Driver in fatal crash's frantic call claimed speeding car was stuck in cruise control

The frantic phone call came in to the Thames Valley police in the early hours of Feb. 2.

It was a driver on the M40 in Buckinghamshire-- which is just outside London— saying he had a problem: he said his car, a Skoda Octavia, was stuck in cruise control and he was traveling at high speeds.

“It (the speedometer) shows 70 mph, but I think I am going much going much faster than this,” Kaushal Gandhi, 32, said in the call, heard at an inquest on Thursday, according to The Guardian newspaper.

Police tried to talk Gandhi through the problem during an eight-and-a-half-minute call, but Gandhi appeared to be familiar with the car.

“I am trying. It is not stopping at neutral,” he said, according to The Telegraph. The paper reported that a beep was heard in the background. “I have kept pressing the button, but all it makes is a noise. My speed is increasing. I think what has happened was I tried to change the mode on the car, because I was on the sports mode. I pressed a button to come onto normal mode and then it is not allowing me to do anything.”

He remained on the call until his car slammed into a parked truck at a road merger. The car was travelling at 116 mph with the accelerator pedal fully engaged five seconds before Gandhi collided with the truck at a road merger, according to the report.  Gandhi’s body was reportedly found decapitated.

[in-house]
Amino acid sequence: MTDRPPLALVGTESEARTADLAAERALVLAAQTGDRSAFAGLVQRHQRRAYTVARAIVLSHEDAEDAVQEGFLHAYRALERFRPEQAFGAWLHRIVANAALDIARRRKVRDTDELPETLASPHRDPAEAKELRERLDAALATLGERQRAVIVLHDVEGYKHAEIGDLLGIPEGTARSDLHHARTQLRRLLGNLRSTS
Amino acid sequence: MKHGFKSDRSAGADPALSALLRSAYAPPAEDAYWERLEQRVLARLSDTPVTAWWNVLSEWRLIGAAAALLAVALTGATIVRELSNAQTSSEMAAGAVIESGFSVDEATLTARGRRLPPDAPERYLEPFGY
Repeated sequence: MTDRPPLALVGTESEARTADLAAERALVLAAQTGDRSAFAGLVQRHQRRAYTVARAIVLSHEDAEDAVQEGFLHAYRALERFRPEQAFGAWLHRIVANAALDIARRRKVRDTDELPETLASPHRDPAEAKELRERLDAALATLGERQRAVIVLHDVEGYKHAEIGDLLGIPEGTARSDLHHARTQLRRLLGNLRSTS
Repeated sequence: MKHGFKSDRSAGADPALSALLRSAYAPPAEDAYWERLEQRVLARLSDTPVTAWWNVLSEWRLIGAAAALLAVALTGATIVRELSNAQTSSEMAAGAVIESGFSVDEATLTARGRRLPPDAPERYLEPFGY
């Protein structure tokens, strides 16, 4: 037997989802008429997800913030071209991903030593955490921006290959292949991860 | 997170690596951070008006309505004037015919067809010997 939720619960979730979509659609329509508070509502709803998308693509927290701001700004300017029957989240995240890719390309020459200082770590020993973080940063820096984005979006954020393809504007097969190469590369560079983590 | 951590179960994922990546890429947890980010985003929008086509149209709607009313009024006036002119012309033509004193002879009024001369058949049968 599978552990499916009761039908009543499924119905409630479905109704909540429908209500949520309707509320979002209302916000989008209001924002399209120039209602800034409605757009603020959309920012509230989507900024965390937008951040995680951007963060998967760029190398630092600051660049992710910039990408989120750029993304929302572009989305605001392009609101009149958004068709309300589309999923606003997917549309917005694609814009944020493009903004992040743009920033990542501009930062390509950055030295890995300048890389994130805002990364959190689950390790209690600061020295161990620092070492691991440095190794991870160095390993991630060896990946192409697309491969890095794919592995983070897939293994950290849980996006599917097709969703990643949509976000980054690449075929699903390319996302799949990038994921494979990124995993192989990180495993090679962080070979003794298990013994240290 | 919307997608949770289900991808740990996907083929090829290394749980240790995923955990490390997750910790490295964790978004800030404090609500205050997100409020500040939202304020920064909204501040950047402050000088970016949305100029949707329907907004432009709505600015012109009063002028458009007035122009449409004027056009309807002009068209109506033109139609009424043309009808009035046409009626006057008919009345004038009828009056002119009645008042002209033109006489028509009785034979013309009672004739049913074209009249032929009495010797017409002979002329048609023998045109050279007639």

The car’s data recorder was destroyed in the crash. But Crispin Butler, a senior coroner, said analysis of the car failed to prove any issue with the car. The Guardian reported that a coroner ruled out suicide and a toxicology report showed no substances that would have affected the driving.

Skoda is made by Volkswagen. An examiner from the company also said there was no indication of any issues with the car’s electronic system in the five seconds before the crash.

A police investigator theorized that, if Gandhi was accurate in his description, it would have meant the car had a series of mechanical and electronic failures.